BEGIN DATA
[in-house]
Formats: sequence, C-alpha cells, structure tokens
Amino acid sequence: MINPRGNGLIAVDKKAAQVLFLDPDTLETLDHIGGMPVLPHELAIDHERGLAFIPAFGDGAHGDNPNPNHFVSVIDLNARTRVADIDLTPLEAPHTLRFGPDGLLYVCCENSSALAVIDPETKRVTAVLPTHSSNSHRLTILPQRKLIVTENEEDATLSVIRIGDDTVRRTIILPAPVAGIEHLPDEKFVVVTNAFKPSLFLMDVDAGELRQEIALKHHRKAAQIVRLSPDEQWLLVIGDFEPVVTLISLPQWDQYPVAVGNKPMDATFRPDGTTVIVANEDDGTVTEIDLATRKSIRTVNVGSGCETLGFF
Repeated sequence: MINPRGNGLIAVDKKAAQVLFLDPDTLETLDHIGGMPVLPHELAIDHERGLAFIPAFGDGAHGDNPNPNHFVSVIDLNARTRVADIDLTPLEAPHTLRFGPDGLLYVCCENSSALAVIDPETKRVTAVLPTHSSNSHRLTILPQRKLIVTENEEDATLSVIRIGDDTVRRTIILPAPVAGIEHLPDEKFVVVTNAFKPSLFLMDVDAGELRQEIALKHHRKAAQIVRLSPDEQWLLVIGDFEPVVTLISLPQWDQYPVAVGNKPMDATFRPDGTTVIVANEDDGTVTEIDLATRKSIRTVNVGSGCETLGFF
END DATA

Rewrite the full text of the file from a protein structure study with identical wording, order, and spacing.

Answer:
[in-house]
Formats: sequence, C-alpha cells, structure tokens
Amino acid sequence: MINPRGNGLIAVDKKAAQVLFLDPDTLETLDHIGGMPVLPHELAIDHERGLAFIPAFGDGAHGDNPNPNHFVSVIDLNARTRVADIDLTPLEAPHTLRFGPDGLLYVCCENSSALAVIDPETKRVTAVLPTHSSNSHRLTILPQRKLIVTENEEDATLSVIRIGDDTVRRTIILPAPVAGIEHLPDEKFVVVTNAFKPSLFLMDVDAGELRQEIALKHHRKAAQIVRLSPDEQWLLVIGDFEPVVTLISLPQWDQYPVAVGNKPMDATFRPDGTTVIVANEDDGTVTEIDLATRKSIRTVNVGSGCETLGFF
Repeated sequence: MINPRGNGLIAVDKKAAQVLFLDPDTLETLDHIGGMPVLPHELAIDHERGLAFIPAFGDGAHGDNPNPNHFVSVIDLNARTRVADIDLTPLEAPHTLRFGPDGLLYVCCENSSALAVIDPETKRVTAVLPTHSSNSHRLTILPQRKLIVTENEEDATLSVIRIGDDTVRRTIILPAPVAGIEHLPDEKFVVVTNAFKPSLFLMDVDAGELRQEIALKHHRKAAQIVRLSPDEQWLLVIGDFEPVVTLISLPQWDQYPVAVGNKPMDATFRPDGTTVIVANEDDGTVTEIDLATRKSIRTVNVGSGCETLGFF